With so many ranking factors to consider, one that often gets overlooked is good technical site health. Optimising your website for searchers is obviously a primary focus; making sure you deliver a great user experience is crucial and whilst your content sits at the heart of this, how your website is set up and configured from a technical perspective also plays a big part. Helping Google to crawl and index the content you want people to see more easily means that you are more likely to get more of the right people to your pages and as a result, you are more likely to rank well for your optimised keywords.
Analysing your technical set up
For many companies, a technical site audit is something that is done once at best, often when they engage with an SEO agency for the first time. It’s true that a technical audit is a big part of our SEO set up process but for us, it doesn’t stop when we hand over that report or even once we have fixed up all the recommendations in the document. Like most things SEO-related, doing things for a short period may get you some short term ranking boosts, however once you turn that off and stop doing it, it’s more than likely that your site’s rankings will start to drop again over time. This of course does vary from site to site; smaller sites for example often need much less work when it comes to keeping the technical side of things healthy but it’s still prudent to schedule regular checks no matter what the size or type of site.
For us, a technical check of our clients’ websites is part of our weekly work. This weekly check is not a full warrant of fitness but more just a sense check to make sure there are no obvious issues creeping in. We also schedule quarterly site audits where we will go much deeper into an audit but for most sites, a weekly check is often enough to spot any potential issues before they develop, therefore making your quarterly audits much easier.
Technical audit checklist
When we attended SMS in Sydney back in June, we attended an awesome session with Jason Mun from Bespoke who provided some great tips on regularly managing your site health and ensuring your site is optimised not only for the end user but also for Google crawl bots. An efficient crawl means that Google is crawling more of the pages that you want to be found rather than them wasting valuable crawl budget on pages that add little value to the end user or to you as a business.
Whilst this is now a year old, Geoff Kenyon from Moz also produced a rather handy technical site audit checklist back in 2015 and most of the things included on the list are still relevant today and tie in with Jason’s top tips for maintaining a healthy site. Here are some of the key things you need to pay attention to in 2017 to ensure your site is healthy:
SEO Technical Site Audit Checklist 2017
◻️ Check indexed pages
- Do a site: search e.g. site:digitalhothouse.co.nz
- Check the number of pages indexed with the indexed page in Google Search Console
- Use a tool like Screaming Frog to compare what Google is showing
- Check to see if the homepage is the first result returned
◻️ XML Sitemap check
- Make sure the number of pages submitted in your sitemap is closely matched to the number of pages indexed by Google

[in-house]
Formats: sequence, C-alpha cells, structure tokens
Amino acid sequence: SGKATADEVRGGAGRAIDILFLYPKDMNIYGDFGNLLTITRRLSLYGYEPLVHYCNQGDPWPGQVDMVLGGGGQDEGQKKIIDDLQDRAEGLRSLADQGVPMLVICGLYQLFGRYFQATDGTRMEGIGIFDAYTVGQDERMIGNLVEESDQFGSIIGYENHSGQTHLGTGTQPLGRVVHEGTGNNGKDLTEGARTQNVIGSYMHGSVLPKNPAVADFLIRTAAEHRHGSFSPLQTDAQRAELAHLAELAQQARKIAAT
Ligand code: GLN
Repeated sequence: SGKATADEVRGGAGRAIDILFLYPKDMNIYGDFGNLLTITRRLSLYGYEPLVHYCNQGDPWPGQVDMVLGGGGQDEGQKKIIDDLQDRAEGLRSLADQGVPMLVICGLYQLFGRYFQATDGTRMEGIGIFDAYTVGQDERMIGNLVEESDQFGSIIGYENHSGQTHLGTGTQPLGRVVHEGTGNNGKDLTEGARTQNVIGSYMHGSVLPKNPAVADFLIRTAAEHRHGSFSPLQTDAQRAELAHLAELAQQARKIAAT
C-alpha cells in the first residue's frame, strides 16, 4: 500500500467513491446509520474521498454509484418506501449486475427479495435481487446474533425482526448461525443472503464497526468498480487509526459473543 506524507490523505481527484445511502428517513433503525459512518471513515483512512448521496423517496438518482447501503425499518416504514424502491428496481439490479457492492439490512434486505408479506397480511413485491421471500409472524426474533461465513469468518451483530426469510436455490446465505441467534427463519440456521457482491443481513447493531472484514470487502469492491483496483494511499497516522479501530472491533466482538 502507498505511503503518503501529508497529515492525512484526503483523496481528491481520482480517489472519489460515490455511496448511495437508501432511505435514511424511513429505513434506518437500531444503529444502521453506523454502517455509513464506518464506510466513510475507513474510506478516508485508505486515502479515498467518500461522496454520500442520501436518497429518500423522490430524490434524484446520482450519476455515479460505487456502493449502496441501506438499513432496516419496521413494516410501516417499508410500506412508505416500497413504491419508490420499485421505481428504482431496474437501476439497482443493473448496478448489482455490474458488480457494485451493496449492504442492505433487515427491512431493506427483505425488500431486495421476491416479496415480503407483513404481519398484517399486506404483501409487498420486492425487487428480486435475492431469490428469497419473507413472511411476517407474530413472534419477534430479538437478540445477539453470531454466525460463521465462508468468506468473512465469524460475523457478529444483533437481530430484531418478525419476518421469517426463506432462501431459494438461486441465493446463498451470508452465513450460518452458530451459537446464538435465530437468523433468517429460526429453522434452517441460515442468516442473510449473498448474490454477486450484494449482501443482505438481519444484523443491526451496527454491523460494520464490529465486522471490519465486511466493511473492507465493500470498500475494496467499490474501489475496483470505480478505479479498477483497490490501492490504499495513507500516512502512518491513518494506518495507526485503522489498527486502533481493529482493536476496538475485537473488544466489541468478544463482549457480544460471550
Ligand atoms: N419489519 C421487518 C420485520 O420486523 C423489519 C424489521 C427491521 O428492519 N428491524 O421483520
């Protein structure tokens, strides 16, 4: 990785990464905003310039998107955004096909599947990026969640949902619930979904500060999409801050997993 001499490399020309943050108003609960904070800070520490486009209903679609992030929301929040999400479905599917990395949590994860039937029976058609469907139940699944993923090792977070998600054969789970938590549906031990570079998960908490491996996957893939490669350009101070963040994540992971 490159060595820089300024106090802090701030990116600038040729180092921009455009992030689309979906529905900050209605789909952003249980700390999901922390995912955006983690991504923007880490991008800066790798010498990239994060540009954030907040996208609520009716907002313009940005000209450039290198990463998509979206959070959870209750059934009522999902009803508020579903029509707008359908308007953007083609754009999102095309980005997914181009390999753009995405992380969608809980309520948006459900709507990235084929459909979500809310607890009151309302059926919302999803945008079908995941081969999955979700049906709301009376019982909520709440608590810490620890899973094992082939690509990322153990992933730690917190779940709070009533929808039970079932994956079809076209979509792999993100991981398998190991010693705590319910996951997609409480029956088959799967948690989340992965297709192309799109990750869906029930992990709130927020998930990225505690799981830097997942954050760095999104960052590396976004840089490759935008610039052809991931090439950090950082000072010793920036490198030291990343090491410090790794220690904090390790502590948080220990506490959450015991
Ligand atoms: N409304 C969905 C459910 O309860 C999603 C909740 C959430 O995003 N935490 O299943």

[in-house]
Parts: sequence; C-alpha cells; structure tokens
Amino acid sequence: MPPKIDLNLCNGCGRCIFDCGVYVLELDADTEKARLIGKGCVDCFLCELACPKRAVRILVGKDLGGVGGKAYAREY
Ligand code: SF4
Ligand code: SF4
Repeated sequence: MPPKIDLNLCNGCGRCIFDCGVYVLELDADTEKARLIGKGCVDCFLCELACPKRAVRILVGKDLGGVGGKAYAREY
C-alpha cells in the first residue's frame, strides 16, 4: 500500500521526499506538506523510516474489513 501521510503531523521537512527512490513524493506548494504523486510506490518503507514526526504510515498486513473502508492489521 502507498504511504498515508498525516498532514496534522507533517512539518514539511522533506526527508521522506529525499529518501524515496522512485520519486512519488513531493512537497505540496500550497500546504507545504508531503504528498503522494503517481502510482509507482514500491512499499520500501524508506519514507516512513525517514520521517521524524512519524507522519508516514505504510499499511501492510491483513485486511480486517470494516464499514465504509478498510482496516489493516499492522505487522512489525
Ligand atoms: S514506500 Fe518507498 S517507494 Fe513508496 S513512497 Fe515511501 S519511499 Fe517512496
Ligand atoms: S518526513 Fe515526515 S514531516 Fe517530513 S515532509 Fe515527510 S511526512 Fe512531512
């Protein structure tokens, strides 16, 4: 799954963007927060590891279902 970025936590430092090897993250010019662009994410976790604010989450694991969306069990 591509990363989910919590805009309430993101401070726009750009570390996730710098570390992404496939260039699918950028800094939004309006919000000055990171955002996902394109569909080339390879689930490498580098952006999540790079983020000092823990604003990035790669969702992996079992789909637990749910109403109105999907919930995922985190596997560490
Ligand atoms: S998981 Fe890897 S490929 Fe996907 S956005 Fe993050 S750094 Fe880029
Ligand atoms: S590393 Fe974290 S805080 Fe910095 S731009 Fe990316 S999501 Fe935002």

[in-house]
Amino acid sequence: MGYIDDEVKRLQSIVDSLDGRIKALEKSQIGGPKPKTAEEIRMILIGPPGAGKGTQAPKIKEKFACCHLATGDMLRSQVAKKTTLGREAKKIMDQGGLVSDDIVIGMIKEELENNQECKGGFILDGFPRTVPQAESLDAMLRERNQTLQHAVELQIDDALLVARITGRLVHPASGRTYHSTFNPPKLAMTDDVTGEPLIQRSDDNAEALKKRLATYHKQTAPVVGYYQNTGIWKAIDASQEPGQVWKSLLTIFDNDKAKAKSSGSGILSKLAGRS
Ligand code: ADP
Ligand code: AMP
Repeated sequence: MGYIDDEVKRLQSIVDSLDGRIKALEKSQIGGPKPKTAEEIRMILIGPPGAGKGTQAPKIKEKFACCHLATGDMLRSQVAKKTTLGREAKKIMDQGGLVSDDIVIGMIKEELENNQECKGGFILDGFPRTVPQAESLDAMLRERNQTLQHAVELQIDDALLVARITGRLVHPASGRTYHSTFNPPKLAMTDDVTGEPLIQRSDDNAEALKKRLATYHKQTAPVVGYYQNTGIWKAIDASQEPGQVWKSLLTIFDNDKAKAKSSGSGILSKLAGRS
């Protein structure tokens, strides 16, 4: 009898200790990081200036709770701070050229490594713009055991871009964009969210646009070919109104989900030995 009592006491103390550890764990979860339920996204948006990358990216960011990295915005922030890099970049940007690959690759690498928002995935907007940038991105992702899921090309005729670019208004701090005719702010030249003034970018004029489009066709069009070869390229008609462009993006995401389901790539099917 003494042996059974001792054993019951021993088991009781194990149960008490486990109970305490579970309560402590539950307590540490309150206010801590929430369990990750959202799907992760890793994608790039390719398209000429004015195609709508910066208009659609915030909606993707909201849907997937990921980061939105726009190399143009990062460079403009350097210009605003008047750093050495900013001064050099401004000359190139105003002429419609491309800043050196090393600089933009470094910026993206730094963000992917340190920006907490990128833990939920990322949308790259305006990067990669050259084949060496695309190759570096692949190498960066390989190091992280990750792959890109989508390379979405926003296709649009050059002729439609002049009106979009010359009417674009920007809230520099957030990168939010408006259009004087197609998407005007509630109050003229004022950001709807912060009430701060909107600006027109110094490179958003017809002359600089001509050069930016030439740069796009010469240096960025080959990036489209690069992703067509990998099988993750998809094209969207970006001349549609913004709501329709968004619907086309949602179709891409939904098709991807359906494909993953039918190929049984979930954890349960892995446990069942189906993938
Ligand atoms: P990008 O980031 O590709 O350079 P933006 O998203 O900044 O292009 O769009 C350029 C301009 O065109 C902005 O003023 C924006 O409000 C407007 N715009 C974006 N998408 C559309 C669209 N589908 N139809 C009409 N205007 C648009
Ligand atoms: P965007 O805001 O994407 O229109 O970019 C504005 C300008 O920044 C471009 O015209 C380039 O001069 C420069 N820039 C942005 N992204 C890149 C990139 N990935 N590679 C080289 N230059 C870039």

- Ensure your XML sitemap(s) is submitted to Google and Bing webmaster tools
- Ensure the XML sitemap(s) is listed in the robots.txt file
◻️ Robots.txt file check
- Make sure all search bots can crawl your important content
- Make sure link equity is not being orphaned due to pages being blocked by the robots.txt file
◻️ Review the number of organic landing pages in Google Analytics
- Compare the number of pages listed in GA to those returned in your site: search – is this similar?
- This is a good way to find out which pages are driving traffic from Google and which pages Google sees as being important/valuable on your site
◻️ Run Google’s Mobile Friendly test
- Make sure your whole site is mobile friendly, not just your homepage
- The tool tests URLs, not domains so run your key pages through the tool to make sure they all meet Google’s guidelines for mobile friendliness – https://search.google.com/search-console/mobile-friendly
◻️ Test the speed of your site on a regular basis
- Use Google’s Page Speed Insights tool to get a good overview on mobile and desktop with suggested fixes – https://developers.google.com/speed/pagespeed/insights/
- Use Web Page Test’s tool for a more detailed analysis – https://www.webpagetest.org/
Top tip: we recommend changing the settings to test your site three times from your nearest connection (or in your target market) which gives you an average rather than a one off test result
◻️ Run regular crawls on the sites you manage
- Using a tool like Deepcrawl you can set up a regular monthly crawl on the sites you manage which will allow you to compare each crawl and see what has changed, making it much easier to spot any potential issues
There are of course lots of other checks you need to be doing and some of these have cross over between content and technical. On-page optimisation factors such as page titles need to be configured correctly and you need to check for issues like duplicate content, however for a comprehensive list and full audit checklist, make sure you check out Geoff’s full audit.
The one thing to emphasise with this checklist is that these tasks should be carried out weekly for all your clients or on your own website so you can spot any potential issue before they develop and get out of control. For the ultimate peace of mind, speak to us here at Digital Hothouse and let us do the hard yards for you!